5. Repeat steps 3 and 4 until all of your animation cells are GIFs.
    6. Start GifBuilder.
    7. In GifBuilder from the File menu do "Add Frame". Add the frames in order.
    8. Repeat step 7 until all your animation cell GIFs are added to the animation GIF.
    9. Save your work

  • Using ImageReady 1.0.1:

    1. Draw your animation cells in a graphics program and copy the first cell into your paste buffer.
    2. Start ImageReady and select "New" from the File menu.
    3. Select "Show Animation" from the Window menu.
    4. Paste your image.
    5. Copy your next cell from your original graphics program.
    6. From your animation palette in ImageReady, select "New Frame"
    7. Paste your cell into the new frame
    8. Repeat steps 5 through 7 until all your cells are in animation frames.
    9. Set the delay between animations by clicking on a frame and entering the delay into the "Delay" text box on the right of the animation palette or by selecting "Set Delay For All Frames..." from the palette menu if all your delays will be the same.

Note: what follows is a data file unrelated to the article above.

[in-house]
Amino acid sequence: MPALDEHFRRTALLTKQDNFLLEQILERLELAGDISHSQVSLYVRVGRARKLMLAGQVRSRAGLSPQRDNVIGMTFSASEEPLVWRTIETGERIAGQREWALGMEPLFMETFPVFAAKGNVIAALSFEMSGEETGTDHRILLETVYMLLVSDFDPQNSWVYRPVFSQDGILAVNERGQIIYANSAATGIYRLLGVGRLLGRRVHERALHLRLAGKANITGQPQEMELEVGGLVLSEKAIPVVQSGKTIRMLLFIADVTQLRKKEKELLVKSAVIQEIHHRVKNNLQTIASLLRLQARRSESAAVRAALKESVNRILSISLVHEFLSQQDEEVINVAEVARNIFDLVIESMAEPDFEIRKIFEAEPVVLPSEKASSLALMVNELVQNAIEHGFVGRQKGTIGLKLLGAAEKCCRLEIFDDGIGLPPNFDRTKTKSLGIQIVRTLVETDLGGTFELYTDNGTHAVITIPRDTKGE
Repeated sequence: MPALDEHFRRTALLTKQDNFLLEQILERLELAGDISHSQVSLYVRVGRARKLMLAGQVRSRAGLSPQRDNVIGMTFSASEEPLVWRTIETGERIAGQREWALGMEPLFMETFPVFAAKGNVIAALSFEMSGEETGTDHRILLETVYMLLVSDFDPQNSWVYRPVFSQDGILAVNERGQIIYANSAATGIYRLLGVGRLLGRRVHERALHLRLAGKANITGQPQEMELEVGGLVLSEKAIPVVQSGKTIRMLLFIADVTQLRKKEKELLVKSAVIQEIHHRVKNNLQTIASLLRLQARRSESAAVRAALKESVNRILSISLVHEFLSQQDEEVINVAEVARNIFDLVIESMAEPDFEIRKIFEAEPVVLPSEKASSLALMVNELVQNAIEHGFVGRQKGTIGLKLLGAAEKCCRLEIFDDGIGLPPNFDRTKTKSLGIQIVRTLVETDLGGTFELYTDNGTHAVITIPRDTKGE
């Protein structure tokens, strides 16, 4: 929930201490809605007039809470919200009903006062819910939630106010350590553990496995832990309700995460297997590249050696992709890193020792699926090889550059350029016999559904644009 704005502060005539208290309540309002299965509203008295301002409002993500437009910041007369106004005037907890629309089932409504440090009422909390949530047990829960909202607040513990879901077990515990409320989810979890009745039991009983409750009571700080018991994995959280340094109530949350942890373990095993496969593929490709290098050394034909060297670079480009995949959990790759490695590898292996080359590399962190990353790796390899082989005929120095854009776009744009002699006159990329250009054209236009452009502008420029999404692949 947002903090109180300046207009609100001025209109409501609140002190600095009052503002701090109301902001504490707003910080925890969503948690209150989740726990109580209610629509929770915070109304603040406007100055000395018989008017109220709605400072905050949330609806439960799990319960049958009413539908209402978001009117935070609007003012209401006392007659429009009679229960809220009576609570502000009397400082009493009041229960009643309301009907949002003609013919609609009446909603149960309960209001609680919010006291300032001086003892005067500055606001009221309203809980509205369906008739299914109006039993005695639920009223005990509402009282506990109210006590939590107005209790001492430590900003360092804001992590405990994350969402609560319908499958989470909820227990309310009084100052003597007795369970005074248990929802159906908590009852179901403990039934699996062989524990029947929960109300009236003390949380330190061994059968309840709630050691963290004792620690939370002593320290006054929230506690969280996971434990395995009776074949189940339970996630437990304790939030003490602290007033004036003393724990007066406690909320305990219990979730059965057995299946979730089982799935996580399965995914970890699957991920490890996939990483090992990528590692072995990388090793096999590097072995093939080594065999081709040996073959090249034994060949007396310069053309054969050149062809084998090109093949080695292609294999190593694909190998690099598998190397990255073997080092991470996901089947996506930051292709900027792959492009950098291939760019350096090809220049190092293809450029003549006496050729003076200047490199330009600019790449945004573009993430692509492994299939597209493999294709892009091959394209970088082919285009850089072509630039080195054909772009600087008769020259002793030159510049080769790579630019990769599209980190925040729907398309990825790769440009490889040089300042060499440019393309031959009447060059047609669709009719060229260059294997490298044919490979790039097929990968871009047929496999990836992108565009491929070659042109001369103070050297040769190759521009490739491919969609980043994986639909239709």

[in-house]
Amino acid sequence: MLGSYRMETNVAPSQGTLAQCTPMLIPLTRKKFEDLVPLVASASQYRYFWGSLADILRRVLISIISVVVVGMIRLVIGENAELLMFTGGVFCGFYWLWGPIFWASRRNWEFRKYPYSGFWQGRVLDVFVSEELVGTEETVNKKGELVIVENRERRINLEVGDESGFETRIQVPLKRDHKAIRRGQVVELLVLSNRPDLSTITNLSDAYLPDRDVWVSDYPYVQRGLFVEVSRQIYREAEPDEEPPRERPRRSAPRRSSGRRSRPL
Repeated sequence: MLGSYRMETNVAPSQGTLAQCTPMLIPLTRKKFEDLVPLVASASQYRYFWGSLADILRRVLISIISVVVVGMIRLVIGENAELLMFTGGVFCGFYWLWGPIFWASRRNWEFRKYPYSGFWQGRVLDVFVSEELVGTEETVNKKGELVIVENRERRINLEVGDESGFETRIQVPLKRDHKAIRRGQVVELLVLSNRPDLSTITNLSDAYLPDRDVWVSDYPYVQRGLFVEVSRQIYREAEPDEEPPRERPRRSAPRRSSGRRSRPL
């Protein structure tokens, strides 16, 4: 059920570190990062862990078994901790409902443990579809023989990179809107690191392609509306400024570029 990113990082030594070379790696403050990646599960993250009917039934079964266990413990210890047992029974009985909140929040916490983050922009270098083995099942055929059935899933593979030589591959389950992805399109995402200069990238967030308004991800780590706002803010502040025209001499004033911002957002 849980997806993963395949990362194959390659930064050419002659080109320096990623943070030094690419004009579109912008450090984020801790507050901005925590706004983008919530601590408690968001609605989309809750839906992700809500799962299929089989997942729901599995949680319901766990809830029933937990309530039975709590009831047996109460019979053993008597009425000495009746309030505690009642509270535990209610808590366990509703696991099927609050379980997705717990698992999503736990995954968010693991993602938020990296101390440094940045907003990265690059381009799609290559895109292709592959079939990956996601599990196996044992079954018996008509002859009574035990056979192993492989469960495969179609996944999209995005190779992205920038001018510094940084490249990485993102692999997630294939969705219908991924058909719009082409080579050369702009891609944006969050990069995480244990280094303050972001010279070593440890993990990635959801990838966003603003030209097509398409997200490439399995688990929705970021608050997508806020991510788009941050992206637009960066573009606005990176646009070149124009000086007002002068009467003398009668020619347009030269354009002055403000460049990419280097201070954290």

10. Optimize and save your graphics by selecting "Save Optimized" from your File menu.

  • Some animated GIFs I did:

    Juggle animationThis is my first animated GIF, I use it on my Joke of the Weak page. I used AppleWorks to draw the individual cells then used clip2gif and GifBuilder to build the animation. It does not convert well to a 256 color graphic so it suffers somewhat on a low end machine. I could fix this now in ImageReady or PhotoShop but what the hey, it is very representative of a valiant first effort. I don't think those guys at Disney have anything to worry about. Besides if I was at the reins there, Donald would kick Mickey's tail up between his ears then tie Goofy up in the backyard with Pluto.